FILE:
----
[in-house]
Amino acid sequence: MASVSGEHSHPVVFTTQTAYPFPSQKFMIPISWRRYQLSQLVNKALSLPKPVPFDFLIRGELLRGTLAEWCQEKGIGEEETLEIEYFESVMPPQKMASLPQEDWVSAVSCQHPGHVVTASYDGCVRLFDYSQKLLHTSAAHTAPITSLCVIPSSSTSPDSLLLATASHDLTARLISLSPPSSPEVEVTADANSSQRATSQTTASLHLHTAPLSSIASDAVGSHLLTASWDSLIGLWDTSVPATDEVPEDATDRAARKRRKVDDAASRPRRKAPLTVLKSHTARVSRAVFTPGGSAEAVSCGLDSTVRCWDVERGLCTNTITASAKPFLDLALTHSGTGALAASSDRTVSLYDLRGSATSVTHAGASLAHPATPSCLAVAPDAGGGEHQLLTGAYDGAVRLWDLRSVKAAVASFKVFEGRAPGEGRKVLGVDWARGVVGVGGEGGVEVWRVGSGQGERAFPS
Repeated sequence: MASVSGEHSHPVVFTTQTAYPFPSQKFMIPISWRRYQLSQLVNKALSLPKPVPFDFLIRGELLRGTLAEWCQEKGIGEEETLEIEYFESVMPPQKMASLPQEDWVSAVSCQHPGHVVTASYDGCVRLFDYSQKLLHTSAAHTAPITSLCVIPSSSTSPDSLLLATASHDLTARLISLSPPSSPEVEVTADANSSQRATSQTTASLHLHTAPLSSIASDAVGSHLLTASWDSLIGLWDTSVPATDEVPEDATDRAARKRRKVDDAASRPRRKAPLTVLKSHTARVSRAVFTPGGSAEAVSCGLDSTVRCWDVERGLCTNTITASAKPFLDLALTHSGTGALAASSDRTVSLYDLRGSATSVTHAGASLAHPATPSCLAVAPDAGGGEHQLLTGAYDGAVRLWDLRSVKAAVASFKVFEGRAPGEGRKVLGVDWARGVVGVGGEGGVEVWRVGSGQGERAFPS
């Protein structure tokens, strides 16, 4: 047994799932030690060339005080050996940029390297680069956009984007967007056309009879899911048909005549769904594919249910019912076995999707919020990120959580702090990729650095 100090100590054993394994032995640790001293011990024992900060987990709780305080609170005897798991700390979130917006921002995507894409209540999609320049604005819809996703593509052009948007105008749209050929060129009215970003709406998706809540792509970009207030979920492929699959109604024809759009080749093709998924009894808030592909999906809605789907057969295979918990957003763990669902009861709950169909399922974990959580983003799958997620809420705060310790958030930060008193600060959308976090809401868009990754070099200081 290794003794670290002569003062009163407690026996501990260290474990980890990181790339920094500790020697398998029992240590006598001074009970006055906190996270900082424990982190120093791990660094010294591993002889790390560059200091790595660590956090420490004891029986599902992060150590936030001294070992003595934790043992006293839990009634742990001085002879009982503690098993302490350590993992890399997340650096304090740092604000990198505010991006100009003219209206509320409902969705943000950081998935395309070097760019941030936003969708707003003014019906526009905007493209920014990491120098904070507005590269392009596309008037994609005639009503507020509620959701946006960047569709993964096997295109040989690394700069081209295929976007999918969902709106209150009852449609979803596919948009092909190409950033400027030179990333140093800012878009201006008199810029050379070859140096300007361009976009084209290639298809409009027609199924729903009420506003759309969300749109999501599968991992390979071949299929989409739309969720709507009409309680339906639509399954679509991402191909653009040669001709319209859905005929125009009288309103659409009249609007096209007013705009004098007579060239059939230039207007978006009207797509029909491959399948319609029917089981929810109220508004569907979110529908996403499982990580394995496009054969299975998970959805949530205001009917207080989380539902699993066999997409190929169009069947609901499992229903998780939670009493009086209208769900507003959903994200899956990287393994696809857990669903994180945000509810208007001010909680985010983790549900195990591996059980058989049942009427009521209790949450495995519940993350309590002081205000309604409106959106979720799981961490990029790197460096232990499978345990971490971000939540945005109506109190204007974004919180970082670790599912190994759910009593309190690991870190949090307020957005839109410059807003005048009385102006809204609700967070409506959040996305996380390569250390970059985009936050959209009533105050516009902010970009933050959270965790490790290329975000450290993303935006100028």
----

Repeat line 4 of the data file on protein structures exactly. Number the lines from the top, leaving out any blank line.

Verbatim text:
């Protein structure tokens, strides 16, 4: 047994799932030690060339005080050996940029390297680069956009984007967007056309009879899911048909005549769904594919249910019912076995999707919020990120959580702090990729650095 100090100590054993394994032995640790001293011990024992900060987990709780305080609170005897798991700390979130917006921002995507894409209540999609320049604005819809996703593509052009948007105008749209050929060129009215970003709406998706809540792509970009207030979920492929699959109604024809759009080749093709998924009894808030592909999906809605789907057969295979918990957003763990669902009861709950169909399922974990959580983003799958997620809420705060310790958030930060008193600060959308976090809401868009990754070099200081 290794003794670290002569003062009163407690026996501990260290474990980890990181790339920094500790020697398998029992240590006598001074009970006055906190996270900082424990982190120093791990660094010294591993002889790390560059200091790595660590956090420490004891029986599902992060150590936030001294070992003595934790043992006293839990009634742990001085002879009982503690098993302490350590993992890399997340650096304090740092604000990198505010991006100009003219209206509320409902969705943000950081998935395309070097760019941030936003969708707003003014019906526009905007493209920014990491120098904070507005590269392009596309008037994609005639009503507020509620959701946006960047569709993964096997295109040989690394700069081209295929976007999918969902709106209150009852449609979803596919948009092909190409950033400027030179990333140093800012878009201006008199810029050379070859140096300007361009976009084209290639298809409009027609199924729903009420506003759309969300749109999501599968991992390979071949299929989409739309969720709507009409309680339906639509399954679509991402191909653009040669001709319209859905005929125009009288309103659409009249609007096209007013705009004098007579060239059939230039207007978006009207797509029909491959399948319609029917089981929810109220508004569907979110529908996403499982990580394995496009054969299975998970959805949530205001009917207080989380539902699993066999997409190929169009069947609901499992229903998780939670009493009086209208769900507003959903994200899956990287393994696809857990669903994180945000509810208007001010909680985010983790549900195990591996059980058989049942009427009521209790949450495995519940993350309590002081205000309604409106959106979720799981961490990029790197460096232990499978345990971490971000939540945005109506109190204007974004919180970082670790599912190994759910009593309190690991870190949090307020957005839109410059807003005048009385102006809204609700967070409506959040996305996380390569250390970059985009936050959209009533105050516009902010970009933050959270965790490790290329975000450290993303935006100028």